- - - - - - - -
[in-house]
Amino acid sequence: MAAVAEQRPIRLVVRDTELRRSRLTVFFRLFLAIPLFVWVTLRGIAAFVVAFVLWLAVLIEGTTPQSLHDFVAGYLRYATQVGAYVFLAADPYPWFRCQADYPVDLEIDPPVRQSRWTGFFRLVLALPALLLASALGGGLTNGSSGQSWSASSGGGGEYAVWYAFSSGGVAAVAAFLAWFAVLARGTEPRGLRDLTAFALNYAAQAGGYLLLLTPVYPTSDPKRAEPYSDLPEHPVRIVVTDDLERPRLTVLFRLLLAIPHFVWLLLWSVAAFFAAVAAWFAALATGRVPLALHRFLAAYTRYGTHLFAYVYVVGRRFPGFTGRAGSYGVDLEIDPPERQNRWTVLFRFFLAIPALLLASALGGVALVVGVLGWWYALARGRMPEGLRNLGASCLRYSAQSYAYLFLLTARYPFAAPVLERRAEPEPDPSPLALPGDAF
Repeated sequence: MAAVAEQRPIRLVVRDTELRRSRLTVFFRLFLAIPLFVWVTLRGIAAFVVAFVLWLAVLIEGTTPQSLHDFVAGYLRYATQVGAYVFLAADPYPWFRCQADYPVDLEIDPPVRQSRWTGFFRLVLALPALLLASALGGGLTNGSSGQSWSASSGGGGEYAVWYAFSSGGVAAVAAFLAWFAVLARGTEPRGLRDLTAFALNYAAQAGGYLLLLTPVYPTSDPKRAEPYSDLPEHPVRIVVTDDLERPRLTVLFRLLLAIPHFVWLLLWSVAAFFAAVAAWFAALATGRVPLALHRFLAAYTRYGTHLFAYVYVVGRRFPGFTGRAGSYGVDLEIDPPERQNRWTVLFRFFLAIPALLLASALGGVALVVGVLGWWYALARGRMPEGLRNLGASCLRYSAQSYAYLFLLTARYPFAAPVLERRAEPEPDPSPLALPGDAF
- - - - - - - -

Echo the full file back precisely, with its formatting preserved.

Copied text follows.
[in-house]
Amino acid sequence: MAAVAEQRPIRLVVRDTELRRSRLTVFFRLFLAIPLFVWVTLRGIAAFVVAFVLWLAVLIEGTTPQSLHDFVAGYLRYATQVGAYVFLAADPYPWFRCQADYPVDLEIDPPVRQSRWTGFFRLVLALPALLLASALGGGLTNGSSGQSWSASSGGGGEYAVWYAFSSGGVAAVAAFLAWFAVLARGTEPRGLRDLTAFALNYAAQAGGYLLLLTPVYPTSDPKRAEPYSDLPEHPVRIVVTDDLERPRLTVLFRLLLAIPHFVWLLLWSVAAFFAAVAAWFAALATGRVPLALHRFLAAYTRYGTHLFAYVYVVGRRFPGFTGRAGSYGVDLEIDPPERQNRWTVLFRFFLAIPALLLASALGGVALVVGVLGWWYALARGRMPEGLRNLGASCLRYSAQSYAYLFLLTARYPFAAPVLERRAEPEPDPSPLALPGDAF
Repeated sequence: MAAVAEQRPIRLVVRDTELRRSRLTVFFRLFLAIPLFVWVTLRGIAAFVVAFVLWLAVLIEGTTPQSLHDFVAGYLRYATQVGAYVFLAADPYPWFRCQADYPVDLEIDPPVRQSRWTGFFRLVLALPALLLASALGGGLTNGSSGQSWSASSGGGGEYAVWYAFSSGGVAAVAAFLAWFAVLARGTEPRGLRDLTAFALNYAAQAGGYLLLLTPVYPTSDPKRAEPYSDLPEHPVRIVVTDDLERPRLTVLFRLLLAIPHFVWLLLWSVAAFFAAVAAWFAALATGRVPLALHRFLAAYTRYGTHLFAYVYVVGRRFPGFTGRAGSYGVDLEIDPPERQNRWTVLFRFFLAIPALLLASALGGVALVVGVLGWWYALARGRMPEGLRNLGASCLRYSAQSYAYLFLLTARYPFAAPVLERRAEPEPDPSPLALPGDAF